Maybe most importantly, I now have some table top workspace. I can have printed sheet music laying out, write down notes and have a place to rest my arms. While the re-imagining of my workspace it's entirely completed yet, this is a major first step and took care of some of my major hurdles. I have found that most of the reasons I complain about that are keeping me from being productive, are barriers that I could simply step around. Now if I could just get that dog to understand that just because I'm home doesn't mean it's play time!

So what's stopping you?
What are you hurdles and barriers?
What can you do to overcome them?
Picture
My newly cleared off and now functioning workspace.
 
 
Leading up to my 30th birthday, my main goal was to cut out eating fast food and drinking unhealthy beverages. I had also wanted to loose some weight. My wife had some success with the ten week challenge at Farrell's Extreme Body-shaping. Not only was it providing a good, balanced workout, but they also put a huge emphasis on nutrition. I eventually decided to sign up and give it a shot. While I did not hit my weight goal for my birthday, I did however manage to stop eating fast food and drinking soda and sugary juices. Along with that, I was stronger than I have ever been and generally had more energy. My body just felt like it was running better.

At the beginning of August, about one month prior to my 30th birthday, I received the news that I would no longer have a job after the end of the month. It was a job that I really enjoyed and a great direction for my desired career path (which is somewhat lucrative, at least in the area). The job actually fit very well into my life, and would have been a great situation for when my wife and I start a family. Although it was difficult to go into work everyday knowing it would soon be my last, I was grateful for having the time to prepare for new employment (more on this later).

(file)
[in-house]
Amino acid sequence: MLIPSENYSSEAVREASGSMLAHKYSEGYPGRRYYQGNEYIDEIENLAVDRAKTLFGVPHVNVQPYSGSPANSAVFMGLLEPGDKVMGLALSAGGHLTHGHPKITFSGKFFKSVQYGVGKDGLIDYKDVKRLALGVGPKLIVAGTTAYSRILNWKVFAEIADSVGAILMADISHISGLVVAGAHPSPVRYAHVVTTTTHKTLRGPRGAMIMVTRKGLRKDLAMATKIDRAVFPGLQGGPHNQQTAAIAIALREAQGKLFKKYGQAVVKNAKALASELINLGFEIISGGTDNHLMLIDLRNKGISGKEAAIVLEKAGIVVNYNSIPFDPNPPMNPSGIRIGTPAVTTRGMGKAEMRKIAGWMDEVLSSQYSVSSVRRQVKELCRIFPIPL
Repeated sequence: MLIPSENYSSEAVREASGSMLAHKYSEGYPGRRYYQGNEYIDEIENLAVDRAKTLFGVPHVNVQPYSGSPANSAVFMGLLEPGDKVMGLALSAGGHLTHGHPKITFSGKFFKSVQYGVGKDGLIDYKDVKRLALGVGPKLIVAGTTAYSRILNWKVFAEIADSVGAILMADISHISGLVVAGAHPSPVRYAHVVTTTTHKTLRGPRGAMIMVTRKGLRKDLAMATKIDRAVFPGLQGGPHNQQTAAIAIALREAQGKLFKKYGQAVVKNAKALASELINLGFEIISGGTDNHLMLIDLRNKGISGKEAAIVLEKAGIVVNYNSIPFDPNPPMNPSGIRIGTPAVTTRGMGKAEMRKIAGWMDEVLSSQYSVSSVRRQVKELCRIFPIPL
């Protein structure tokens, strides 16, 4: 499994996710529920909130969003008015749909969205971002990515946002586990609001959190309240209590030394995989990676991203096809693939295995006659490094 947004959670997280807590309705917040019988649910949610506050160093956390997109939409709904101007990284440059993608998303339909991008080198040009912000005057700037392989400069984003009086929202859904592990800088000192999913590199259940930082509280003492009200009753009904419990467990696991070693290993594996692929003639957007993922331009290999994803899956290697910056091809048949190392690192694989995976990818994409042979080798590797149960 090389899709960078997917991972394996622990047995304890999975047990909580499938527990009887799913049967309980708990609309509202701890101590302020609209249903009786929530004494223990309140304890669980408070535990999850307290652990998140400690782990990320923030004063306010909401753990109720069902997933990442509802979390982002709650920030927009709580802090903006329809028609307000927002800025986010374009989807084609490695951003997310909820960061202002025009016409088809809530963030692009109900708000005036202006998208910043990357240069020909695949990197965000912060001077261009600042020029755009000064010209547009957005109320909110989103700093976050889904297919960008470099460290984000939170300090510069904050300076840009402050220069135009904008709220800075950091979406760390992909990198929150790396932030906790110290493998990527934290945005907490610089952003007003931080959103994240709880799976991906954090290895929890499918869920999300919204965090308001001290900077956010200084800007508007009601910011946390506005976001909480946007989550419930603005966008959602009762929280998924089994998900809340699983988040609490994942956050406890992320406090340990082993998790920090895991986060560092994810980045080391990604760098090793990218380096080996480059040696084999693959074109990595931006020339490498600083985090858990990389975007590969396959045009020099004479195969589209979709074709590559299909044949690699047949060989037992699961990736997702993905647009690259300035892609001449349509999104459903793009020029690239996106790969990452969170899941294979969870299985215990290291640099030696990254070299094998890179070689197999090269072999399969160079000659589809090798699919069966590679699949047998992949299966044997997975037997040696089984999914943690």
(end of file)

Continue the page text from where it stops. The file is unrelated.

I have long held the belief that it will become progressively harder to make changes to my lifestyle and habits after I turn 30. I'm not sure where it came from, or of it's truthfulness. However, I figure it can be used to my advantage. Plus, now that I have hit that milestone and along with it becoming unemployed for the first time since high school, I figure now is the time to work on some changes.


So naturally, my first step is to make a list. 
  • Speak more confidently and assertively
  • Consume and waste less
  • Eat and live healthier
  • Complete more projects I start

Step two is to make a plan.

For the past couple of years, I have been collecting information about how other people have learned to be more productive and work towards their goals. The intent was to be able to get myself better organized to hopefully make a living by doing freelance work or running my own business (also more on this later). However, I feel like much of these ideas I have collected can be applied to achieving any goals. Over the coming weeks, I will lay out my plans and start to share some of the information I will be using to help myself be successful. So stay tuned, and hopefully we can all share some helpful ideas and learn to be better, more producti